If the programme successfully obtains funding to continue after June 2018 they will launch a new programme called ‘Transform’. As of January 2018 the objectives of transform were broad and no specific deliverables publically set out. Between September 2017 and December 2017 the team here were involved in direct consultations with the leaders of the programme to collaborate on what the goals of ‘Transform’ should be and where efforts should be focused if the programme is extended. Between January and June 2018 it will be up to the SMART plan team to formulate their business case to ensure additional funding is made available for ‘Transform’.  

At CS Town Planning Services we are well known for building design, town planning and VCAT representation mainly for multi-unit developments. 

Multi-unit developments take time to take from concept to decision due to the standard processes in place for planning applications at Local Councils.  From mum and dad investors through to experienced development companies, the process can be frustrating especially given the sometimes subjective clauses in planning legislation that can have different interpretations.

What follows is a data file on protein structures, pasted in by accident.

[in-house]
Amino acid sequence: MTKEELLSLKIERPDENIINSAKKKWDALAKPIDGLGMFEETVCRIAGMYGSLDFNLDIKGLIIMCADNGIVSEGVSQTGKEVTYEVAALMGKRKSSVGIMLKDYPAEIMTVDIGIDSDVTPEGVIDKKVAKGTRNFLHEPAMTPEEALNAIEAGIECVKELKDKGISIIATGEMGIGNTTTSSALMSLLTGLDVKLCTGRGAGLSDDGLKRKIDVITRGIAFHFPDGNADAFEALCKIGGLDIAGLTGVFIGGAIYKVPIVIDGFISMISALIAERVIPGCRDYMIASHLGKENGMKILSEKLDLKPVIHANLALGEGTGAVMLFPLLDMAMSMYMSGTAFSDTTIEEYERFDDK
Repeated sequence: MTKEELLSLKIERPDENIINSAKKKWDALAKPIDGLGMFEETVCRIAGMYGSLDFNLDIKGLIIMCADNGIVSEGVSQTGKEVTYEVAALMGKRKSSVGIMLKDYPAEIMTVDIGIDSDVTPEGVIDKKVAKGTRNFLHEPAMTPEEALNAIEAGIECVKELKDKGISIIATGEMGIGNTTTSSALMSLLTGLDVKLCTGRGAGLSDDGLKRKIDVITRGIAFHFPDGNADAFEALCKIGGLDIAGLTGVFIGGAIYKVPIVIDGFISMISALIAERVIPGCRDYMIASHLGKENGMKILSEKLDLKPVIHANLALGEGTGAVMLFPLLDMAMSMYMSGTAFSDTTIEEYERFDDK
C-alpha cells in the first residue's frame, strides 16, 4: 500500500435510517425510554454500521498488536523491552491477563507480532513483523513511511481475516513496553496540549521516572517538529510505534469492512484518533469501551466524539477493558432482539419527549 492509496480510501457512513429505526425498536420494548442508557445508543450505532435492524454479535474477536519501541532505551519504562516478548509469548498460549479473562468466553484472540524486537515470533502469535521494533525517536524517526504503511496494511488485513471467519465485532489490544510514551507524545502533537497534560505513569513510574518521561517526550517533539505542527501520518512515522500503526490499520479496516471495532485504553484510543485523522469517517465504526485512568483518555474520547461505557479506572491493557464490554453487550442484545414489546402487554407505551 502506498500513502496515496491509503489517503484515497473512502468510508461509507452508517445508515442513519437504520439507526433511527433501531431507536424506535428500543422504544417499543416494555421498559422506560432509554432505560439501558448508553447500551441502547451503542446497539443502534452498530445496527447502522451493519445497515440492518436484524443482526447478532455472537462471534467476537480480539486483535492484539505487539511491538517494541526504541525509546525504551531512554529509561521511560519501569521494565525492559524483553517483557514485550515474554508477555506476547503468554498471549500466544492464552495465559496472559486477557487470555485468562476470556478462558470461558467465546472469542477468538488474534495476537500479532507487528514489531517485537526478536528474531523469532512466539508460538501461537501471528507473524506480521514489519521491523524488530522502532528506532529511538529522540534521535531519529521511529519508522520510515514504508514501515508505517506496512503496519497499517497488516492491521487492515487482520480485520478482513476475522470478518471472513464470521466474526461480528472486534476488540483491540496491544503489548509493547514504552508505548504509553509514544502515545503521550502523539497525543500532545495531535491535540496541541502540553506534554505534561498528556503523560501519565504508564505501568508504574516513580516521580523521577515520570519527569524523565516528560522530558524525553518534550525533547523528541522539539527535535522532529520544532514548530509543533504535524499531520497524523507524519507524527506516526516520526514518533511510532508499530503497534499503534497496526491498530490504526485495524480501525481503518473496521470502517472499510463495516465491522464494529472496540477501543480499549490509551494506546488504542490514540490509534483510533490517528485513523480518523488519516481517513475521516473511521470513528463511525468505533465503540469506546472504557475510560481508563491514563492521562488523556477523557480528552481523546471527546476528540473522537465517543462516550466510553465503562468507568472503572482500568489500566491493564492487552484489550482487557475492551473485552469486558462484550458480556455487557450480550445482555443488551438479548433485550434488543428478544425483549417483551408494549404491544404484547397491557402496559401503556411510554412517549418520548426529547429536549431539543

But what is the process if you only want to make a simple modification to an already approved building?  What if you want to put a small sign up to advertise your business?  Will this require a long, complicated planning application?

The answer to that is not necessarily. At CS Town Planning Services we have a number of commercial clients and one such client has been rolling out minor alterations to their bank branches over the past twelve months.  The alteration is to replace an outdated item with a new version, with no changes to the building footprint or use and no alterations to the facade of the building.  Many of these minor works are considered exempt from planning due to the zone the building is located in; however when it comes to certain zones and in particular, a Heritage Overlay then planning consent is required.